She needed her story told

When I was 13 I was molested by my step-father. There was no police report filed. There was no public announcement made. I never even got to confront him. When I told my mom what had happened she could not accept the truth. She said I had misunderstood. She said if I reported it to anyone it could ruin his life and his career.

Two days later I went to live with my dad and step-mom, where I could feel safe, but still no one talked about what happened. There was a lot of whispering behind closed doors. There were awkward hugs and “how are you doing?” from family members. I wasn’t sure who knew and who didn’t. If they did know, most of them never said anything to me, and I was afraid to bring it up.

I was sent to a counselor – a stranger who sat behind a large desk. This was supposed to be the place where I could talk about what happened, but it was the absolute last place I wanted to be. While no one ever said the topic was taboo, I felt it deep in my heart. I felt like it was too big, too real for anyone to handle. So I pushed down my truth and hid it in a dark corner, under a heavy rock in the pit of my stomach. There it stayed for many years.

I was embarrassed and I was scared of how my truth could tear apart my family and destroy my already estranged relationship with my mom. But hiding my truth, and avoiding true healing impacted my other relationships, it impacted my mental health, and it impacted my spiritual growth. And so, for nearly 20 years I stayed stuck. That scared, angry, hurt 13 year old continued to live inside me feeling all of those same feelings but she wasn’t given a voice.

Nearly two decades later, fed up with it all, I sought out professional counseling and finally started to speak my truth. Then I began to share with other people what had happened to me. The first few times I told my story my hands trembled, my heart raced, and I sobbed — barely able to get the words out. Then, with each telling it got easier. With each telling I healed a little bit more; I took another step towards freedom and redemption. I began to own my past, not hide from it.

This was the beginning of learning how to forgive my mom.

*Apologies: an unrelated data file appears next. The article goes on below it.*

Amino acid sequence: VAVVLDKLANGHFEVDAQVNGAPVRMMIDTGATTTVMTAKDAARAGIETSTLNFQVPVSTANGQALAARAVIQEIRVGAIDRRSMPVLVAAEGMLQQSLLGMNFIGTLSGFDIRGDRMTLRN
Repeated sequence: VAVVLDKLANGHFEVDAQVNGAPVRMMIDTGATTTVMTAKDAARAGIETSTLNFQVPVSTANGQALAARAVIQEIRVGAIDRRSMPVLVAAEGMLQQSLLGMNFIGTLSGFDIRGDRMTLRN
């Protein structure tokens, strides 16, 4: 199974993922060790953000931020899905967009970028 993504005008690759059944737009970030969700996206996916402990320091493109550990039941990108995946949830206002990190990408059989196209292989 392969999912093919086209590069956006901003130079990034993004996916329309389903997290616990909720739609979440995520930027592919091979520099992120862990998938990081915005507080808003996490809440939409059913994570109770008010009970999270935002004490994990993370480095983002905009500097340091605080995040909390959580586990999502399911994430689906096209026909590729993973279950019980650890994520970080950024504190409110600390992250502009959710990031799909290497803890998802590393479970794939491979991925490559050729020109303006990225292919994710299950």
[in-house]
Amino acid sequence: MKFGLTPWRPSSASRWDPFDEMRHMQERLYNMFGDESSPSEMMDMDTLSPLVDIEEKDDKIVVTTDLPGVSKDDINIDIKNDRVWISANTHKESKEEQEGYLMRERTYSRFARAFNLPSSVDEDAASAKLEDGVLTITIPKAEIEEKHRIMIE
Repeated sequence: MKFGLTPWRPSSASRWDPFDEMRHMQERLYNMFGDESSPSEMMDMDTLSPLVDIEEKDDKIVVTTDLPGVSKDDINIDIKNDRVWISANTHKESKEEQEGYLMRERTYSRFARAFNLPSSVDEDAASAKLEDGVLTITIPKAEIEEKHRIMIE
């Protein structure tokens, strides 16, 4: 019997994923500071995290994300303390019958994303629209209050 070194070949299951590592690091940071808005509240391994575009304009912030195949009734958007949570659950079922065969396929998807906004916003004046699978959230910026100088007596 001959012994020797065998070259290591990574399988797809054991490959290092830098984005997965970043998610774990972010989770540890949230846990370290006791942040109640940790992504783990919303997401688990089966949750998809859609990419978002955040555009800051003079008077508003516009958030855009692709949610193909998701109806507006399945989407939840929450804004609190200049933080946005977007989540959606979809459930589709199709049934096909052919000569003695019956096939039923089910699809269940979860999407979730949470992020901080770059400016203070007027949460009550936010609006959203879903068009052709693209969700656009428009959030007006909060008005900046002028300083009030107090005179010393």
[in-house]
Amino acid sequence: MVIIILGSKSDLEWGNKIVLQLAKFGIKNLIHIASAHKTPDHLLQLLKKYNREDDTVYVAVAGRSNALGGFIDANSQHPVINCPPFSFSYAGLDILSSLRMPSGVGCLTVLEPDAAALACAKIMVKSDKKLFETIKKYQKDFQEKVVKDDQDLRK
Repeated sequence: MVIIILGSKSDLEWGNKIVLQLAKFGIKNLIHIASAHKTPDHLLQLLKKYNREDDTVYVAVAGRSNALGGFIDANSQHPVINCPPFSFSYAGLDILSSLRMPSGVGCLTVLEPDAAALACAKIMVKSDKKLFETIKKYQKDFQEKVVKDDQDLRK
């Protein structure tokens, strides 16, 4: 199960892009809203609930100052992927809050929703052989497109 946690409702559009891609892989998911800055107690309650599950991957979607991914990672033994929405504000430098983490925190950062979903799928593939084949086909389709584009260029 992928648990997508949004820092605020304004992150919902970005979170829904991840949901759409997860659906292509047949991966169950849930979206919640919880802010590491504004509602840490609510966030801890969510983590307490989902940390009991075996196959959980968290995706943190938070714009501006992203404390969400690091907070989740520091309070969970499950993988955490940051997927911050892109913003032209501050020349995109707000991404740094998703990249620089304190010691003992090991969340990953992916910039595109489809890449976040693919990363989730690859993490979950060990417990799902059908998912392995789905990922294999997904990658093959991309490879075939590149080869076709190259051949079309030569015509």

Friends, I don’t want another woman or man who has faced sexual trauma to wait 20 years to find that same kind of freedom. That’s why I’m grateful for organizations like The Voices and Faces Project They are an award-winning, non-profit storytelling initiative created to bring the names, faces, and testimonies of survivors of gender-based violence to the attention of the public. Through the power of the personal testimony they are changing minds, hearts, and laws.

The Voices and Faces Project does this through educational and advocacy trainings, their survivor story archives (housed at The Voices and Faces Project and World Without Exploitation), and their signature program, The Stories We Tell – an immersive, two-day testimonial writing workshop for survivors of sexual violence, intimate partner violence, and trafficking.

On this #givingTuesday will you consider being a part of this important work? Every $650 raised provides a full, two-day scholarship to a workshop applicant ready to take part in The Voices and Faces Project’s groundbreaking writing program. Together, let’s help another woman who needs her story told.

Click here to donate.

Click here to learn more about The Voices and Faces Project.

And don’t forget to share on social media so more people can learn about the life-changing work this organization is doing, and so those who are looking for freedom, healing, and redemption can connect with The Voices and Faces Project.


The first half of this post is an excerpt from my forthcoming book: Forgiven and Restored, planned for release in 2019.

This blog post was written in partnership with the Blogging for Better Supporters, a collective platform to raise awareness and money for a different charity each month. #bloggingforbetter

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